You may hear your provider further identify your condition as acute or chronic:
Your cultural background or norms may affect how you experience and express grief or stress. Your healthcare provider will take this into account when determining if your response to a stressor is more than expected.
Treatment for adjustment disorders may include:
Your healthcare provider may recommend combining medications with therapy. Medications shouldn’t be the only form of treatment. Many people see success with therapy only and you might not need medications.
Since a stressful or traumatic situation causes adjustment disorders, having a trusted person to talk to and getting tools to learn how to cope with the situation can be very helpful.
A healthcare provider may prescribe the following medications based on what symptoms you experience:
Your healthcare provider may also prescribe medications to help you sleep.
Symptoms of adjustment disorder usually go away after six months. Some cases may persist beyond six months (chronic adjustment disorder). It’s common to continue treatment, like participating in a type of therapy, throughout your life. Continuing treatment even after you feel better can reduce your risk of developing symptoms when other stressors impact you.
You can’t prevent all causes of adjustment disorders. But you can take steps to reduce your stress and better adapt to change, like:
An adjustment disorder is a short-term condition. It can affect many aspects of your life, from your physical to your mental health. It can also affect your relationships and your ability to meet personal commitments while you’re experiencing symptoms.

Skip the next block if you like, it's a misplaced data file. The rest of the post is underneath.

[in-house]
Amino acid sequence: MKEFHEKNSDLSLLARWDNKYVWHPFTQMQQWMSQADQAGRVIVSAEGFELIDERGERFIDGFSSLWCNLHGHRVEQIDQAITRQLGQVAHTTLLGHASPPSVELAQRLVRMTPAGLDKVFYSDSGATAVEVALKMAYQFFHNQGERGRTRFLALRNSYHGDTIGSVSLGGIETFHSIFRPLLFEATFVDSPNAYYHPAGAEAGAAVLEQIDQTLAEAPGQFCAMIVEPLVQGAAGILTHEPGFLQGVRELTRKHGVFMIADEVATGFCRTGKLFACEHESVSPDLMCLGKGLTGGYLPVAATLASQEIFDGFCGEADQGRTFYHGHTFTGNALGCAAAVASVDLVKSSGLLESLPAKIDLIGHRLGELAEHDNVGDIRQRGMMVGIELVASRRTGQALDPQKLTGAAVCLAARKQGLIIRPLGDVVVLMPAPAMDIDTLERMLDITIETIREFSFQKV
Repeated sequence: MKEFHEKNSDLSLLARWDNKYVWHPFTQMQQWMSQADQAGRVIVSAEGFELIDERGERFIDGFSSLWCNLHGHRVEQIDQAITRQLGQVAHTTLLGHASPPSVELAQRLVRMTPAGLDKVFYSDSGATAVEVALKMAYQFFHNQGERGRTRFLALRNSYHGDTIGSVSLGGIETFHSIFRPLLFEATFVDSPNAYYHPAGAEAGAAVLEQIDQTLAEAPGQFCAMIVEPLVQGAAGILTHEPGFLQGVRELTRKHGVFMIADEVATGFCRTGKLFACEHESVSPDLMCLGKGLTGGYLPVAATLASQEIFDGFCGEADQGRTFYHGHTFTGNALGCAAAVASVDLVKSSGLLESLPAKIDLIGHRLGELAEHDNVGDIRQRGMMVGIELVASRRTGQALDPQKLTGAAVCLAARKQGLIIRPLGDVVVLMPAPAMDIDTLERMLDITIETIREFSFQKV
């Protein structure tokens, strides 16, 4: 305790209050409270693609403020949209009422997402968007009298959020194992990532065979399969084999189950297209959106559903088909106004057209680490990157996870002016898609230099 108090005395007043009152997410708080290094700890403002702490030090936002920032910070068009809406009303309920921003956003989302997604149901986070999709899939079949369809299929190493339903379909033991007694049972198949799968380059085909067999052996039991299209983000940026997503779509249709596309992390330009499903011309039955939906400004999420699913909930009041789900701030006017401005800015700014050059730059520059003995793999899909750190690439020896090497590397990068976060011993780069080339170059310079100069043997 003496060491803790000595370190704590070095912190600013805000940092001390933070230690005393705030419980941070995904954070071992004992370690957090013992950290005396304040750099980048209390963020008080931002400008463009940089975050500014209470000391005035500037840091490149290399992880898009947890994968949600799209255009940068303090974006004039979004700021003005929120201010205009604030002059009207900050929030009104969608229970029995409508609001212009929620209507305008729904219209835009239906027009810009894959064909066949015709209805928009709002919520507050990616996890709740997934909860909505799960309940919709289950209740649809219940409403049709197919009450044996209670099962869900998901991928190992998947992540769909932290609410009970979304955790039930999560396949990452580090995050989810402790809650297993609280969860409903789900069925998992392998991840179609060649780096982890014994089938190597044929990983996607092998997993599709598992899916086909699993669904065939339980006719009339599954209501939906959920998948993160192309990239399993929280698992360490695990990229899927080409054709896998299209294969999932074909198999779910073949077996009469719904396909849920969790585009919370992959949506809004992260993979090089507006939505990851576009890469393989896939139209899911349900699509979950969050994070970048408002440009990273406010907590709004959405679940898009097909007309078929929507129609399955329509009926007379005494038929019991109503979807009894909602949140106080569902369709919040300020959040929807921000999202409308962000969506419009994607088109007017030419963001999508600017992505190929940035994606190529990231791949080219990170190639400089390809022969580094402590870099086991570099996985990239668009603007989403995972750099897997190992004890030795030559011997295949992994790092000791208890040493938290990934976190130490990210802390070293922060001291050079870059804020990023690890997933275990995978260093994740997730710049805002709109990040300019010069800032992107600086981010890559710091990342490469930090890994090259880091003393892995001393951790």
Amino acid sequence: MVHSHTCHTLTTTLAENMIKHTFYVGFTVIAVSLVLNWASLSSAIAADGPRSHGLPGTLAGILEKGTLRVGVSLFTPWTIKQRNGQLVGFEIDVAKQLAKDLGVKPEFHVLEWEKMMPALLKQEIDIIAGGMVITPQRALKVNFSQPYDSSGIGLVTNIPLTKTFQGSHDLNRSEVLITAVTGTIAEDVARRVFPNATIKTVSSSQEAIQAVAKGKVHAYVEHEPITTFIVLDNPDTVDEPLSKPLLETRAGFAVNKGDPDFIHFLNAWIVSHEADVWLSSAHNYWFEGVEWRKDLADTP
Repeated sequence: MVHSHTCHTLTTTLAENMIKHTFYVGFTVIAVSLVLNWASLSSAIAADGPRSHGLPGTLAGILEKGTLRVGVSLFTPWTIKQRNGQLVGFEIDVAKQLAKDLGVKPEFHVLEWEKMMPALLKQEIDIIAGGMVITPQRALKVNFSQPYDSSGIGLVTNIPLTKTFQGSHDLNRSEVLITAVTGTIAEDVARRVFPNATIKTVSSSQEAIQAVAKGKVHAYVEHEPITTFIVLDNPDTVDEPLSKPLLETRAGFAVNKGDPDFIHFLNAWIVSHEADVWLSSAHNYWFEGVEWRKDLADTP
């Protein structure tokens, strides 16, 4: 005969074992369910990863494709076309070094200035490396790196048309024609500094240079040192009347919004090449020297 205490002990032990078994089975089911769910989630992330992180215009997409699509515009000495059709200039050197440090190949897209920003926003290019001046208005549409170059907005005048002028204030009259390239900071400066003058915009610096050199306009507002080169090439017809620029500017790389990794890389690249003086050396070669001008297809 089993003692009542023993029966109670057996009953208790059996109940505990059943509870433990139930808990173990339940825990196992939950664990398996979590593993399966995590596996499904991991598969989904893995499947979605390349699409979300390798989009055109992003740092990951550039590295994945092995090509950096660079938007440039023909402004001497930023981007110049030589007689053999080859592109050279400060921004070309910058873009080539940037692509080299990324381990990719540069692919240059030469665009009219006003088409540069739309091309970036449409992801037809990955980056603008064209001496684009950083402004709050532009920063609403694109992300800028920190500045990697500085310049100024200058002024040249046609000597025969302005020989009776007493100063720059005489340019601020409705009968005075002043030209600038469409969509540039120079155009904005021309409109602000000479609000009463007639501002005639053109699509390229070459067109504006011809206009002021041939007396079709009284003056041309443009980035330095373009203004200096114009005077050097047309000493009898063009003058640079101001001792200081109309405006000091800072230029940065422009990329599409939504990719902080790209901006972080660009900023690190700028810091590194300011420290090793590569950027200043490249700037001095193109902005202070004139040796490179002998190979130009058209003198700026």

With treatment, recovery is possible. Therapy can help you recognize when negative thoughts and feelings happen and how to react to them in a healthy way. Therapy can be challenging. It’s difficult to open up and share your thoughts and feelings with a stranger, but your therapist is a highly trained healthcare provider whose goal is to help you feel better.
You can also build a support system, like joining a support group or talking with friends or loved ones, to help you when you don’t feel like yourself.
An adjustment disorder goes away over time when you remove or adapt to the stressor that triggered your symptoms. On average, the condition resolves within six months. It may continue if stress persists. You may feel better sooner with treatment.
Seek medical attention if you or a loved one experience feelings or behaviors that seem out of the norm or stronger than usual, especially after a stressful event.
Seek medical attention right away if you have suicidal thoughts or want to harm yourself. You can call or text the Suicide and Crisis Lifeline at 988. This hotline connects you to a network of local crisis centers that provide free and confidential emotional support. In an emergency, call 911 or your local emergency services number.
Questions to ask your healthcare provider include:
Both adjustment disorders and post-traumatic stress disorder (PTSD) are mental health conditions that happen after a traumatic event. The cause of an adjustment disorder is less severe than that which causes PTSD. With PTSD, it’s a severely distressing event that causes symptoms, usually one that may be life-threatening like an accident, sexual assault or military combat. Treatment is available for both conditions.
A note from Cleveland Clinic
Life is full of ongoing and unpredictable challenges. Both bad and good experiences can cause excessive stress that leads to adjustment disorders. It helps to have the support of loved ones and healthcare providers who you can lean on when things become too stressful. Therapy and medications can help you get back to feeling like yourself. Don’t be afraid to reach out for help when you need it. If you have suicidal thoughts, call for help immediately: 988 (Suicide and Crisis Lifeline). Help is always at your fingertips.
Last reviewed by a Cleveland Clinic medical professional on 10/06/2023.